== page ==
The only reason we exist is because our forefathers endured whatever they faced to get us here. And I, for one, am not sure I could have done it. Those who think their grandparents were passive don’t understand the quiet rebellion of survival. They can’t fathom sitting still while fire hoses rip the skin away from your bones. They would run away from those police dogs. They would have reversed course on the Edmund Pettus Bridge at the sight of baton-wielding policemen. They don’t understand the inner strength it takes to simply suck in oxygen every day in a world where the law, the society the economy, the politics and every conceivable, touchable thing is trying to cave your chest in.
I asked my grandmother what she would do if she had to face people from that factory who would hang her. Maybe she was trying to calm my fears (because I was a nervous, worrisome, asshole of a little kid) but she told me those people would never bother her. When I asked how she knew, she replied, “I worked there for 25 years.”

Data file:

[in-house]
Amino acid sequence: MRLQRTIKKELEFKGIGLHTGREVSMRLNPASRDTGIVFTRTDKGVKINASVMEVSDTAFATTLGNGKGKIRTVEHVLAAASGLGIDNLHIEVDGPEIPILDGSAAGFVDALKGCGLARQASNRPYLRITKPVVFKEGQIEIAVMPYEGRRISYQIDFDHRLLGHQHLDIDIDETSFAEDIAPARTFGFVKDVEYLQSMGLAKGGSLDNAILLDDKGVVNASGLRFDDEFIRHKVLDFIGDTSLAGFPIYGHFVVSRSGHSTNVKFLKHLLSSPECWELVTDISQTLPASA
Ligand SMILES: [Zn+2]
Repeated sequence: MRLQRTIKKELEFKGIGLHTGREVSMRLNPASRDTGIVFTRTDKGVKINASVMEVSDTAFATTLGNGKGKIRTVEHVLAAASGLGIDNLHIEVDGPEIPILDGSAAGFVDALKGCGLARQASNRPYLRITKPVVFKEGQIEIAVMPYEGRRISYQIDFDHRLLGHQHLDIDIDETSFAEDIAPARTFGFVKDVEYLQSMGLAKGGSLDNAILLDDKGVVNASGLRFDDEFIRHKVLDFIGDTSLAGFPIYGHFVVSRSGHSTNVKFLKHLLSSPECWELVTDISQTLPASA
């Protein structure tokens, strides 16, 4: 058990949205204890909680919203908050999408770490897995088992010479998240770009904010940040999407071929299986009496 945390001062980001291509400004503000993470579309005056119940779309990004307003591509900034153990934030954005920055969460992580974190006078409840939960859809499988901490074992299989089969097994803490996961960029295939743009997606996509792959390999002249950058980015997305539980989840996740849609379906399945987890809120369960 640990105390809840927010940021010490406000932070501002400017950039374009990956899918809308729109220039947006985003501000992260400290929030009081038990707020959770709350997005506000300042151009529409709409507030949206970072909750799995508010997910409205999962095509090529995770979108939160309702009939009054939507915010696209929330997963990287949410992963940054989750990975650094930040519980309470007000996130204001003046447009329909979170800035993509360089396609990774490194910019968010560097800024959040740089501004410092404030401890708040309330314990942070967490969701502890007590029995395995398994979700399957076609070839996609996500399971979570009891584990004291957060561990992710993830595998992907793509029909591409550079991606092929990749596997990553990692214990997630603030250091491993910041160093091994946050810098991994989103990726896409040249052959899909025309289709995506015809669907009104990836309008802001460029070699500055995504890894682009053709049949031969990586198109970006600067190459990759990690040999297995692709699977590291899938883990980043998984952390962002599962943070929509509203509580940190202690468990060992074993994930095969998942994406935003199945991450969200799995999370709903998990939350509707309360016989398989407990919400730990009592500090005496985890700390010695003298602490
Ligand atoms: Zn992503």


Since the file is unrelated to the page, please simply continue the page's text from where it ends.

That is why the t-shirt is disrespectful. We are all collectively miles down the road, telling the our grandparents “I wouldn’t have let them slap me like that.”
There is a story I don’t tell often about my involvement in a protest immediately after the death of Eric Garner. Every activist in the city had vowed to shut down the city’s most expensive shopping center on the busiest shipping day of the year–the Friday before Christmas. When it came time for action, I don’t know whether it was the overwhelming presence of the police, fear or the responsibilities they faced at home–no one did anything. I said “fuck it” and stepped out by myself. I didn’t fault them. I wasn’t even angry at them.
When I stepped off that curb, I was holding the sign pictured below. I was as afraid, and no more brave than anyone else. I just remembered:
I am my grandparents.